:: Volume 18, Issue 3 (Foll Text in Persian 2006) ::
J Iran Dent Assoc 2006, 18(3): 0-0 Back to browse issues page
Effect of saliva and blood contamination on shear bond strength of cured dentin adhesives
Esmail Yassini * 1, Elham Shidoush
1- , e-mail:yassini_e@hotmail.com
Abstract:   (14568 Views)

Effect of saliva and blood contamination on shear bond strength of cured dentin adhesives

 Dr. E. Yassini* - Dr. E. Shidoush**

*- Professor of Operative Dentistry Dept. - Faculty of Dentistry - Tehran University of Medical Sciences.

** - Dentist.

Background and Aim: Achieving good moisture control is a common problem encountered in restorative dentistry, especially after applying and curing dentin bonding agents over dentin tissue. The aim of this study was evaluation of the effect of saliva and blood contamination on shear bond strength of cured dentin adhesives.

Materials and Methods: Thirty-five extracted sound human molars and premolars were collected and after debridement, stored in 0.5% chloramine solution for one week and preserved in distilled water, afterwards. The buccal and lingual surfaces were ground flat to expose the dentin. These surfaces were etched with 37% phosphoric acid for 15 seconds, rinsed for 20 seconds and dried with a cotton pellet. A single–bottle dentin-bonding agent was applied on the etched surfaces and cured for 20 seconds. This procedure was repeated in order to achieve excellent bonding. The specimens were divided into five groups of 7 each: Group 1 (Control) was not contaminated in Group 2, bonding surfaces were contaminated with blood and saliva without any other treatment Group 3 was contaminated and then rinsed and dried completely Group 4 was contaminated, then rinsed and dried and re-etched for 10 seconds Group 5 was contaminated, rinsed and completely dried, re-etched for 10 seconds, rinsed, dried, re-bonded and cured for 20 seconds. A composite cylinder built in a plastic mold (2 mm high × 10 mm wide) was placed on the treated surfaces and cured for 40 seconds. After thermocycling, the shear bond strengths of all specimens were measured using an Instron testing machine. The data were subjected to one-way ANOVA, with 95% coefficient of confidence.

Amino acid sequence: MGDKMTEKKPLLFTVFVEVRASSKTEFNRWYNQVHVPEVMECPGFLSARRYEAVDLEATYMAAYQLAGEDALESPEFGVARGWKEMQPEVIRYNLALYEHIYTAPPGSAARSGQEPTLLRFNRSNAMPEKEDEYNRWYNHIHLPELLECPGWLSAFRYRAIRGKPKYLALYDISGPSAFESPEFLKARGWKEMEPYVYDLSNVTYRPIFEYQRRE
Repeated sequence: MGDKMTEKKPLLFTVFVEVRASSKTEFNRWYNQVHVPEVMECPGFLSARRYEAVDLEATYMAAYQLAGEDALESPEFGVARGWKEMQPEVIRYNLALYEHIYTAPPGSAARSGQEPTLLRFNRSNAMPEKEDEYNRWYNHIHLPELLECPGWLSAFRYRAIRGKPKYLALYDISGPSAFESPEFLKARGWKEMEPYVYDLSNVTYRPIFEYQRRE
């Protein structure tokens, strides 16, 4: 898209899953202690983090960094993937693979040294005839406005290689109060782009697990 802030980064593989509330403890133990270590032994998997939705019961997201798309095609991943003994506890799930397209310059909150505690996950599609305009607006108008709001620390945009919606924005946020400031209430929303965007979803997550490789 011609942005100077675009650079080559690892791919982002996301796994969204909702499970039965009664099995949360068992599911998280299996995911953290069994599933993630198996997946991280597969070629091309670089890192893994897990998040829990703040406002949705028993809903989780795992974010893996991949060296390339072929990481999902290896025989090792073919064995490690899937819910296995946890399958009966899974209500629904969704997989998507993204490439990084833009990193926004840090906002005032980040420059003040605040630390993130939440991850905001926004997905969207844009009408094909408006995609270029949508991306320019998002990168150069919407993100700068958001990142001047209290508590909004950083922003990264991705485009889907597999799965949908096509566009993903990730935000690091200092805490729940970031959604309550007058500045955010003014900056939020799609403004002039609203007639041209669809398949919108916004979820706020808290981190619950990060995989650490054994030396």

Results: A significant difference was observed between the mean shear bond strength of the contaminated and uncontaminated groups (P=< 0.001).

Conclusion: Contamination of cured dentin bonding agents with blood and saliva, significantly reduced the shear bond strength of composite to dentin.

 Key words: One bottle adhesive - Saliva contamination - Blood contamination - Shear bond strength

Keywords: One bottle adhesive, Saliva contamination, Blood contamination, Shear bond strength
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Type of Study: Research | Subject: General


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Volume 18, Issue 3 (Foll Text in Persian 2006) Back to browse issues page